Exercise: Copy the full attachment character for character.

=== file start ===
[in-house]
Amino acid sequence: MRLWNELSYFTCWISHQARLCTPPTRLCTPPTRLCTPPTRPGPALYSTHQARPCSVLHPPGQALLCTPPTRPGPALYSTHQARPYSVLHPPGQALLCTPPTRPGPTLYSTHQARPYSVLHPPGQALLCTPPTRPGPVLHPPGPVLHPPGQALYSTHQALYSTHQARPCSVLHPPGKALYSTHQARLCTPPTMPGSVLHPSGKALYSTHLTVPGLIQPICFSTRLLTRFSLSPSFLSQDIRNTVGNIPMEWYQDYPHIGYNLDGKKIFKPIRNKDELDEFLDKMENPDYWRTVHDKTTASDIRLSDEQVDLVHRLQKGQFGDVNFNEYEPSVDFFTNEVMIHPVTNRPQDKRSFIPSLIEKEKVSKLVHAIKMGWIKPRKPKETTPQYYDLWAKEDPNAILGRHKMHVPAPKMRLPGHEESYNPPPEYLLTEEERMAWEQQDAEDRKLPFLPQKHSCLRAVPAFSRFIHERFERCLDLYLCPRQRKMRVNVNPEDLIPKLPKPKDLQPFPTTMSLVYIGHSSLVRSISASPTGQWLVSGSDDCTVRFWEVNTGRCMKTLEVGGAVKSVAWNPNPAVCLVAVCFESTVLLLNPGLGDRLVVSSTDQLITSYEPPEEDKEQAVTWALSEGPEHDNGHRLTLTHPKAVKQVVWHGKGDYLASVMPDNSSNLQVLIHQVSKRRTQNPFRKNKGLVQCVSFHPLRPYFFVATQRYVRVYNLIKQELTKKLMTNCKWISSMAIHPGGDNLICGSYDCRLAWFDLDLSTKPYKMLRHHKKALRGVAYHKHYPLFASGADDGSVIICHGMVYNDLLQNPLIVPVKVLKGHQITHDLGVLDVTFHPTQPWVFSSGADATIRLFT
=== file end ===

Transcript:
[in-house]
Amino acid sequence: MRLWNELSYFTCWISHQARLCTPPTRLCTPPTRLCTPPTRPGPALYSTHQARPCSVLHPPGQALLCTPPTRPGPALYSTHQARPYSVLHPPGQALLCTPPTRPGPTLYSTHQARPYSVLHPPGQALLCTPPTRPGPVLHPPGPVLHPPGQALYSTHQALYSTHQARPCSVLHPPGKALYSTHQARLCTPPTMPGSVLHPSGKALYSTHLTVPGLIQPICFSTRLLTRFSLSPSFLSQDIRNTVGNIPMEWYQDYPHIGYNLDGKKIFKPIRNKDELDEFLDKMENPDYWRTVHDKTTASDIRLSDEQVDLVHRLQKGQFGDVNFNEYEPSVDFFTNEVMIHPVTNRPQDKRSFIPSLIEKEKVSKLVHAIKMGWIKPRKPKETTPQYYDLWAKEDPNAILGRHKMHVPAPKMRLPGHEESYNPPPEYLLTEEERMAWEQQDAEDRKLPFLPQKHSCLRAVPAFSRFIHERFERCLDLYLCPRQRKMRVNVNPEDLIPKLPKPKDLQPFPTTMSLVYIGHSSLVRSISASPTGQWLVSGSDDCTVRFWEVNTGRCMKTLEVGGAVKSVAWNPNPAVCLVAVCFESTVLLLNPGLGDRLVVSSTDQLITSYEPPEEDKEQAVTWALSEGPEHDNGHRLTLTHPKAVKQVVWHGKGDYLASVMPDNSSNLQVLIHQVSKRRTQNPFRKNKGLVQCVSFHPLRPYFFVATQRYVRVYNLIKQELTKKLMTNCKWISSMAIHPGGDNLICGSYDCRLAWFDLDLSTKPYKMLRHHKKALRGVAYHKHYPLFASGADDGSVIICHGMVYNDLLQNPLIVPVKVLKGHQITHDLGVLDVTFHPTQPWVFSSGADATIRLFT